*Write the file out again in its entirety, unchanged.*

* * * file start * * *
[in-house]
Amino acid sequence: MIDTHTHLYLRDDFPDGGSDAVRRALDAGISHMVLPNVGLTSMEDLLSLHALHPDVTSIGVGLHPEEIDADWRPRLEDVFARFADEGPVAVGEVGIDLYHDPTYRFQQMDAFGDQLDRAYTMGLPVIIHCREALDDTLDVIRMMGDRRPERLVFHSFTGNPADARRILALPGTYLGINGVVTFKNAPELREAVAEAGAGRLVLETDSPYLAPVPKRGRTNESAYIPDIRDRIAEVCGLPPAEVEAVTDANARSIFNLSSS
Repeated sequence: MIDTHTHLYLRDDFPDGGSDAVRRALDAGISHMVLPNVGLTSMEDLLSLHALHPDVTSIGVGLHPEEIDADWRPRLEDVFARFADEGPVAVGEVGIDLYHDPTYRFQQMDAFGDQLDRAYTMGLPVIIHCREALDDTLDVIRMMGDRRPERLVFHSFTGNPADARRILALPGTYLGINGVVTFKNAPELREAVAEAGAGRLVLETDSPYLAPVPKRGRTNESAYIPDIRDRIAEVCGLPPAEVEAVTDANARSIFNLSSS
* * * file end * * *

[in-house]
Amino acid sequence: MIDTHTHLYLRDDFPDGGSDAVRRALDAGISHMVLPNVGLTSMEDLLSLHALHPDVTSIGVGLHPEEIDADWRPRLEDVFARFADEGPVAVGEVGIDLYHDPTYRFQQMDAFGDQLDRAYTMGLPVIIHCREALDDTLDVIRMMGDRRPERLVFHSFTGNPADARRILALPGTYLGINGVVTFKNAPELREAVAEAGAGRLVLETDSPYLAPVPKRGRTNESAYIPDIRDRIAEVCGLPPAEVEAVTDANARSIFNLSSS
Repeated sequence: MIDTHTHLYLRDDFPDGGSDAVRRALDAGISHMVLPNVGLTSMEDLLSLHALHPDVTSIGVGLHPEEIDADWRPRLEDVFARFADEGPVAVGEVGIDLYHDPTYRFQQMDAFGDQLDRAYTMGLPVIIHCREALDDTLDVIRMMGDRRPERLVFHSFTGNPADARRILALPGTYLGINGVVTFKNAPELREAVAEAGAGRLVLETDSPYLAPVPKRGRTNESAYIPDIRDRIAEVCGLPPAEVEAVTDANARSIFNLSSS